Only it didn’t, it was just a scenario, prepared by the USGS with the Earthquake Engineering Research Institute to help develop plans for risk reduction in the Tijuana/San Diego region. This region is home to more than 5 million people, with interconnected and interdependent economies and infrastructures.  The scenario, and others like it, help answer questions like:

  • How prepared is the region in the case of a major earthquake?
  • What types of damages and impacts can be expected and perhaps more important, what types of impacts may be unexpected?
  • What will the social and economic impacts be to the region?
  • And what can be done now to improve earthquake safety and resilience?

This is a volunteer effort, involving architects, geologists, seismologists, emergency managers, planners, building officials, and even social scientists and economists. They are working in three interconnected teams to help put together an integrated view of the event and what might happen and how best to respond:

  1. Earth Science – What is likely to happen when the fault slips?
  2. Engineering – How are structures designed and how will they respond?
  3. Social Science – What are the impacts on the social systems and economics of the region?

Multiple partners, working together, will prepare recommendation on how to improve resilience and recovery.

Priority Recommendations from the PEER Study on the South Napa Earthquake


The M 6.0 South Napa Earthquake of August 24, 2014, was the first earthquake to strike a major metropolitan area in the State of California in over two decades. During that quiescent period, the State’s population grew significantly, thousands of new businesses were started and thousands of new buildings were built. This means that the 2014 South Napa quake has provided an opportunity to learn about how we plan for, build for, and respond to earthquakes, as well as educate millions of Californians who are ‘new’ to earthquakes about them.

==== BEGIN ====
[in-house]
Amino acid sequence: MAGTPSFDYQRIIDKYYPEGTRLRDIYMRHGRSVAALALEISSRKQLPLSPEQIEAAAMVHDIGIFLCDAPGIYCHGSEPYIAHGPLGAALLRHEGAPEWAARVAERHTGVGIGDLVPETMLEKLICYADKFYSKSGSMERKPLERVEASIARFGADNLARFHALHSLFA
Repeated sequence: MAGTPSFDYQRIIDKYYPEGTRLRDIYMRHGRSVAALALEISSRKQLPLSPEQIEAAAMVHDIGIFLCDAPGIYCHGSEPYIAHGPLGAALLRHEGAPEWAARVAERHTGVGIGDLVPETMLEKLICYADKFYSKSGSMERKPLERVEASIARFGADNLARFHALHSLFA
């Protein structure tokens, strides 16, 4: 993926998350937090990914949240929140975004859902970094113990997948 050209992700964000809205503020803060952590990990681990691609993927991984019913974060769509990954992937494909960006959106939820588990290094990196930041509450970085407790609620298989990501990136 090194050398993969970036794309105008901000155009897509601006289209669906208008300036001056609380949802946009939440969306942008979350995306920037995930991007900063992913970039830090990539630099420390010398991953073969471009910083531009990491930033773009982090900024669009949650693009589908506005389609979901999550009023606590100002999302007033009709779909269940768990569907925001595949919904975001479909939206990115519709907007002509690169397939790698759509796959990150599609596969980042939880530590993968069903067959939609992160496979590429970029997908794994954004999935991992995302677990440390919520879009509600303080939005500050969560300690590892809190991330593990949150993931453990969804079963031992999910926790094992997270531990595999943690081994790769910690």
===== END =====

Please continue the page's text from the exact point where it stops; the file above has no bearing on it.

In October 2014, the Seismic Safety Commission held a public hearing in American Canyon, California, to better understand impacts and lessons learned from the South Napa earthquake. The Commission engaged its longtime partner, the Pacific Earthquake Engineering Research Center based at UC Berkeley, to research and report on the impacts and lessons learned from the earthquake.

The 55 page report contains 12 “Priority Recommendations,” which are important for anyone living or working in California. The majority is in the ”structures” category, since improvements in our built environment has perhaps the most direct positive impact on safety and recovery. These are presented below and organized under the same headings as the report.

  1. Geosciences
    • Identify the locations of complex and integrated fault zones in the state, like the West Napa Fault Zone, and prioritize these for evaluation and mapping and potential designation as Alquist-Priolo Earthquake Fault Zones.